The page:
Evolution III: Scientific knowledge is an interconnected web

(I will be traveling for the next few weeks and rather than put this blog on hiatus, thought that I would continue with my weekday posting schedule by reposting some of the very early items, for those who might have missed them the first time around.)

In an <a href=http://blog.case.edu/mxs24/2005/02/09/evolution_ii_science_is_not_a_smorgasbordearlier posting, the question was posed as to whether it was intellectually consistent to reject the findings of an entire modern scientific discipline (like biology) or of a major theoretical structure (like the theory of evolution) while accepting all the other theories of science.

The short answer is no. Why this is so can be seen by examining closely the most minimal of creationist theories, the one that goes under the label of ‘intelligent design’ or ID.

ID supporters take great pains to claim that theirs is a scientific theory that has nothing to do with religion or God, and hence belongs in the school science curriculum. (This particular question whether ID can be considered a part of science or of religion will be revisited in a later posting. This is becoming a longer series than I anticipated…)

ID advocates say that there are five specific biochemical systems and processes (bacterial flagella and cilia, blood clotting, protein transport within a cell, the immune system, and metabolic pathways) whose existence and/or workings cannot be explained by evolutionary theory and that hence one has to postulate that such phenomena are evidence of design and of the existence of a designer.

The substance of their arguments is: “You can claim all the other results for evolutionary theory. What would be the harm in allowing these five small systems to have an alternative explanation?”

Leaving aside the many other arguments that can be raised against this position (including those from biologists that these five systems are hardly intractable problems for evolutionary theory), I want to focus on just one feature of the argument. Is it possible to accept that just these five processes were created by a ‘designer,’ while retaining a belief in all the other theories of science?

No you cannot. If some undetectable agent had intervened to create the cilia (say), then in that single act at a microscopic level, you have violated fundamental laws of physics such as the law of conservation of energy, the law of conservation of momentum, and (possibly) the law of conservation of angular momentum. These laws are the bedrock of science and to abandon them is to abandon some of the most fundamental elements of modern science.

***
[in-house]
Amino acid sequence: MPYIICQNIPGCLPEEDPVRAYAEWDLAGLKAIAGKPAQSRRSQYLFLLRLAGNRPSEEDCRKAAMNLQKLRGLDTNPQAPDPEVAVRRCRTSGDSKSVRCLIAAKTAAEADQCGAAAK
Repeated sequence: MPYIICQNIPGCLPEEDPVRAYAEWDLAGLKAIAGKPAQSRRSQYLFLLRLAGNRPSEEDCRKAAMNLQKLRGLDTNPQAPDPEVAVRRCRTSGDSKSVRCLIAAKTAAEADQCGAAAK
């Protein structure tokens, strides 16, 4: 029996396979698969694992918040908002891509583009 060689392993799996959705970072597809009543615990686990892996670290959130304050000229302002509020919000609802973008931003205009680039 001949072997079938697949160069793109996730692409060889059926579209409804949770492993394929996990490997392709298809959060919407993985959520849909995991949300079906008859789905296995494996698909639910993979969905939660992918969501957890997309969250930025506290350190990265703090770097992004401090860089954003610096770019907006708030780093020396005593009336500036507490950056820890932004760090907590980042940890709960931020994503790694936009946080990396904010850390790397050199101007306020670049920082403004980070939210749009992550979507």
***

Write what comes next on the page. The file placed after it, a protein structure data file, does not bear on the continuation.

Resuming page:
So rejecting a seemingly small element of evolutionary theory triggers a catastrophe in a seemingly far-removed area of science, a kind of chaotic ‘butterfly effect’ for scientific theories.

Scientific theories are so interconnected that some philosophers of science have taken this to the extreme (as philosophers are wont to do) and argued that we can only think of one big scientific theory that encompasses everything. It is this entire system (and not any single part of it) that should be compared with nature.

Pierre Duhem in his The Aim and Structure of Physical Theory (1906) articulated this position when he declared that: “The only experimental check on a physical theory which is not illogical consists in comparing the entire system of the physical theory with the whole group of experimental laws, and in judging whether the latter is represented by the former in a satisfactory manner.” (emphasis in original)

Of course, in practical terms, we don’t do that. Each scientific subfield proceeds along its own path. And we know that there have been revolutions in one area of science that have left other areas seemingly undisturbed. But this interconnectedness is a reality and explains why scientific theories are so resistant to change. Scientists realize that changing one portion requires, at the very least, making some accommodations in theories that are connected to it, and it is this process of adjustments that takes time and effort and prevents trivial events from triggering changes.

This is why it usually requires a major crisis in an existing theory for scientists to even consider replacing it with a new one. The five cases raised by ID advocates do not come close to creating that kind of crisis. They are like flies in the path of a lumbering evolutionary theory elephant, minor irritants that can be ignored or swatted away easily.

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